How to Setup Headless Dev Environment with Django and Docker

Aaro Alhainen
Jul 13 · 4 min read

In this tutorial, I’ll go through how you can make a powerful development environment with Django and Docker. The inspiration for this tutorial came when I had a project with my friend and we divided the work so that I did the back-end services and my friend was responsible for all the action in front-end. My goal was to create a dev environment for effective back-end development without any hassle with deployments or anything else. My setup was rather simple, I used Django as a back-end framework and selected PostgreSQL for the database. If you want to skip the tutorial part, you can find the link for the boilerplate template at the bottom and jump straight to the code.

  1. Make sure you have the Docker and git installed(if you use the provided template)

You can get the Docker from Official Docker pages and git from Official Git pages.

2. Start by creating a python environment

Create new directory for your project and navigate to it. After this let’s create new python environment. Creating a python environment with Python 3 is as easy as running python3 -m venv <venv_name> command. This will create a separate environment for our project where we can install our dependencies without affecting anything else on our system.

3. Create requirements file

Let’s create our requirements.txtfile to easy install our Python dependencies. Create new file called requirements.txt in the root project directory and add the following contents:

4. Activate python environment

To activate the environment run the following command in the project directory:
source <venv_name>/bin/activate

To deactivate the venv you can run deactivate but don’t run this yet!

5. Install all the dependencies

Install all dependencies defined in requirements.txt file by running pip install -r requirements.txt in the project directory where the requirements.txt is located

6. Create Dockerfile

Let’s create our Dockerfile to configure our docker image. Create new file called Dockerfile in the root project directory and add the following contents:

In this file we define how the image is going to be built when one is created. In short we install our dependencies and copy over all the project files to the container.

7. Create docker-compose.yml file

To keep the project easy to extend, let’s create a docker-compose.yml file to handle all our containers. Create a docker-compose.yml file in the root of our project directory and add the following contents there:

I think here it wouldn’t hurt to explain a bit. In this docker-compose file we define a PostgreSQL container which is a database container and where it should store it’s volumes. All the places with ${} syntax will get filled by env variables from the .env file which we will create on step 11.

8. Start a new project

Now let’s initiate a new Django project by calling django-admin startproject <your_project_name> . . This will create new Django project in the current directory with the name that we provided. Now you should see something like this in your working directory:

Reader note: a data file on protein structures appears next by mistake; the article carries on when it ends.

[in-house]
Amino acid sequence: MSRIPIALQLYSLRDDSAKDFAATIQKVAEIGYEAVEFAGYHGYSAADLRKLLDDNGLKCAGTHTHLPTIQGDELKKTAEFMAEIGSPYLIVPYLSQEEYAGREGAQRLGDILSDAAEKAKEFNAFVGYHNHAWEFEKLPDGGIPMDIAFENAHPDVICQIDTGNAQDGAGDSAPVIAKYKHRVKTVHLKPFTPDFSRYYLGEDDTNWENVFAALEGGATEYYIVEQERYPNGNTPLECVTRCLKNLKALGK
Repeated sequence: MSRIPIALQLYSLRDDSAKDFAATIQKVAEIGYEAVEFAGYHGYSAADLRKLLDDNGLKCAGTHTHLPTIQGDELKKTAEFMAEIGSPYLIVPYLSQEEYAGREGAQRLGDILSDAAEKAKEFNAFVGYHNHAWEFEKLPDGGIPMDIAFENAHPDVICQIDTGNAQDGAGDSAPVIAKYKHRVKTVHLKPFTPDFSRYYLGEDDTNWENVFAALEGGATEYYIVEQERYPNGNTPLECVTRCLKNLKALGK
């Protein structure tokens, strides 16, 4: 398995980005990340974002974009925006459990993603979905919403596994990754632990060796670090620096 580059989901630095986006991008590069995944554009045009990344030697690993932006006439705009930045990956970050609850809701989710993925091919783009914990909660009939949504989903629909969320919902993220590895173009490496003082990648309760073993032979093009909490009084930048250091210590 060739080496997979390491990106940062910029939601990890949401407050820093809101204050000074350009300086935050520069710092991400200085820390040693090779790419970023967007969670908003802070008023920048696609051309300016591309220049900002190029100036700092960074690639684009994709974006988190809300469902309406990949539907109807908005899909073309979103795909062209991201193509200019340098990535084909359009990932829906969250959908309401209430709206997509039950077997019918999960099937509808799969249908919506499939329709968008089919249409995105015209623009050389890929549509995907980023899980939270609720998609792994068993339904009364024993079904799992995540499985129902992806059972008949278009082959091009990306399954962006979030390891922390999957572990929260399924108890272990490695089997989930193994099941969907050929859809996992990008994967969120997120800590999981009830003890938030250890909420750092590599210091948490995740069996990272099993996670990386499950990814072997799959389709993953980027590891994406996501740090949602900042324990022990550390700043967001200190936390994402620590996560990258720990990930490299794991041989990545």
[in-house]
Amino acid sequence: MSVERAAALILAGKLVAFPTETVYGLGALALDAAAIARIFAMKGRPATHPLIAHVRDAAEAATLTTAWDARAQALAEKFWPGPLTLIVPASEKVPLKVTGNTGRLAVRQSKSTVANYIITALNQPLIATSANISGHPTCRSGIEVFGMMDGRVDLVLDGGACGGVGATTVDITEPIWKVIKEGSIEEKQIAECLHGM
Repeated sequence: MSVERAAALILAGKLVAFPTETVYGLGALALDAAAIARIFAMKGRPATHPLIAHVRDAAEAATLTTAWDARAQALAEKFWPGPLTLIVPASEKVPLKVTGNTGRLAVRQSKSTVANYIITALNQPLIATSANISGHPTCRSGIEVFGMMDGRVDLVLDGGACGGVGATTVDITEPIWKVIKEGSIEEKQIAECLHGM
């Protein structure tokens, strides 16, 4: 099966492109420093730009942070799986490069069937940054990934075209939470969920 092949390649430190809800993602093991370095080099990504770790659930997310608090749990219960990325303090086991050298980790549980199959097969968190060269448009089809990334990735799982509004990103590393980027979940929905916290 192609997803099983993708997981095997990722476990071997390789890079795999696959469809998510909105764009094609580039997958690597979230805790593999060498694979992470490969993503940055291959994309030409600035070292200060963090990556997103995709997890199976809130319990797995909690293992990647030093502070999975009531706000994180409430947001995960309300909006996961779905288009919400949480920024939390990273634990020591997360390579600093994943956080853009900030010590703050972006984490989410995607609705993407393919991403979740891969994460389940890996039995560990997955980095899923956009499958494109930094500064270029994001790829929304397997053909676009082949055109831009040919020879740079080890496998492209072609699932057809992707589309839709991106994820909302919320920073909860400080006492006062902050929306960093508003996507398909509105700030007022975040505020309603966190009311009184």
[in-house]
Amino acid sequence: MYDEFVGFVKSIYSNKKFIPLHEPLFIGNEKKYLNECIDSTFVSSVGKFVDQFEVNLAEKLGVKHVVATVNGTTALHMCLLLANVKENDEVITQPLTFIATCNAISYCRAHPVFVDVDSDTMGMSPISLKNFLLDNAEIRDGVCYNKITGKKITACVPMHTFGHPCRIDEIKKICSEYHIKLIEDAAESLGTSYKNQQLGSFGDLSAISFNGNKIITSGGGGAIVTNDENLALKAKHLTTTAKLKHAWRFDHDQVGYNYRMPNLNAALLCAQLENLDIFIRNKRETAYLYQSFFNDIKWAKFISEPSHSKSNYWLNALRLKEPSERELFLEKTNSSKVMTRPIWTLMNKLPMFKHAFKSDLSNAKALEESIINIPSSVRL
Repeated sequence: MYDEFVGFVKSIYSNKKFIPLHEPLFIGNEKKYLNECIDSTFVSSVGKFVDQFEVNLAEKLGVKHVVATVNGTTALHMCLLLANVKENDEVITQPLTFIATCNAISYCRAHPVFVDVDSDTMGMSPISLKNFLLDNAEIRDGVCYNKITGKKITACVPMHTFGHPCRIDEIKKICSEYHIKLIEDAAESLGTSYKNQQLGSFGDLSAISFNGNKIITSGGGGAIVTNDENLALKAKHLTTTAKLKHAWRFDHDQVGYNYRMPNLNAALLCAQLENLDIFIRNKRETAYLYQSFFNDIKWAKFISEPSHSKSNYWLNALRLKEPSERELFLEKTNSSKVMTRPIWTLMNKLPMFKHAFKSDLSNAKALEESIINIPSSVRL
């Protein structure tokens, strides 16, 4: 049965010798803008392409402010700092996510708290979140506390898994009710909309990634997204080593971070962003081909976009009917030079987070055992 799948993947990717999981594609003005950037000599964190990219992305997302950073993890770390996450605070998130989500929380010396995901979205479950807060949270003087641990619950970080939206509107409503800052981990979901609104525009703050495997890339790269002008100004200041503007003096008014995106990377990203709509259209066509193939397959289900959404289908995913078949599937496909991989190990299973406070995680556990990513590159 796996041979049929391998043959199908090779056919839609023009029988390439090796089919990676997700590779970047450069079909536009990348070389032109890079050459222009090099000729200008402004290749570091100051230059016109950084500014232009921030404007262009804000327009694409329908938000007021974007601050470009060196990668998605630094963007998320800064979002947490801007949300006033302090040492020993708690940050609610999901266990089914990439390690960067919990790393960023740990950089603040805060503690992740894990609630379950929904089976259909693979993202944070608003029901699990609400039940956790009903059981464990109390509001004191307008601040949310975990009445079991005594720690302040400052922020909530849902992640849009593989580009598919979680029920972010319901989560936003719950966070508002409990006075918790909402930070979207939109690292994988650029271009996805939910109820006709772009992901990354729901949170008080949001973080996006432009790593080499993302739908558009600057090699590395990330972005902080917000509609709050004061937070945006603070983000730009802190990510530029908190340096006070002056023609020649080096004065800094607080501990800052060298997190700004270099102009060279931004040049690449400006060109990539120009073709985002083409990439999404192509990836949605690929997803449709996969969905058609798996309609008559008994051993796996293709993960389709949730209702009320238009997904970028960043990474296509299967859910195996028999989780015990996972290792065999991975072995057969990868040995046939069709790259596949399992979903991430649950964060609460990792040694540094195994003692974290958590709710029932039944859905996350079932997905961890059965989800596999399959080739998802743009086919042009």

Contents of the project directory

9. Change the settings file by adding the PostgreSQL connection

Django defaults to SQLite database when creating a new project. This is totally fine since it can handle some testing and light development but we want something more so let’s put our freshly created PostgreSQL database in to use.

Let’s start this by navigating to out Django project directory and editing the database settings. In the settings.py file find the DATABASES = ... and replace it with the following:

Database connection settings

To utilize the settings from .env file add the following to the top of the file under the first Path import:

Use env variables from .env file

10. Move the django_secret to .env file

To keep our settings.py file nice and clean let’s move the SECRET_KEY to the .env file. But before that we need to create one so make the .env named file in the project root directory with following contents:

Contents of the .env file

Now go again to the settings.py file and copy the line with SECRET_KEY = ... to the end of .env file and replace the line in settings.py withSECRET_KEY = env("SECRET_KEY") . Note when adding the SECRET_KEY remove all the white space from the line, especially around the equals sign.

11. Congratulations, your dev environment is now set! 🎉

Now we should be able to run docker-compose up -d which starts the PostgreSQL container and after waiting it to boot up run ./manage.py runserver to start the django server. After this you should be able to navigate to http://localhost:8000 and see the following page:

Successfully launched Django project

Now we have achieved a fully working Django installation with PostgreSQL Database on our local machine. After you confirm that everything works please go ahead and modify the .env file contents to suit you better.

At the beginning of the tutorial, I promised to provide a template for an easier setup. You can find it from django-project-template repository. With the template, you can speed up the process by running the setup.sh script which removes my .git folder and creates a new one for you, initializes new project with the given name and makes all the needed changes that are required in the initial setup. Now I just wish you happy hacking and if you have any proposals or changes, please feel free to open a PR 🙂

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Aaro Alhainen

Written by

Software Developer and CS student > https://aaroalhainen.dev

Nerd For Tech

NFT is an Educational Media House. Our mission is to bring the invaluable knowledge and experiences of experts from all over the world to the novice. To know more about us, visit https://www.nerdfortech.org/.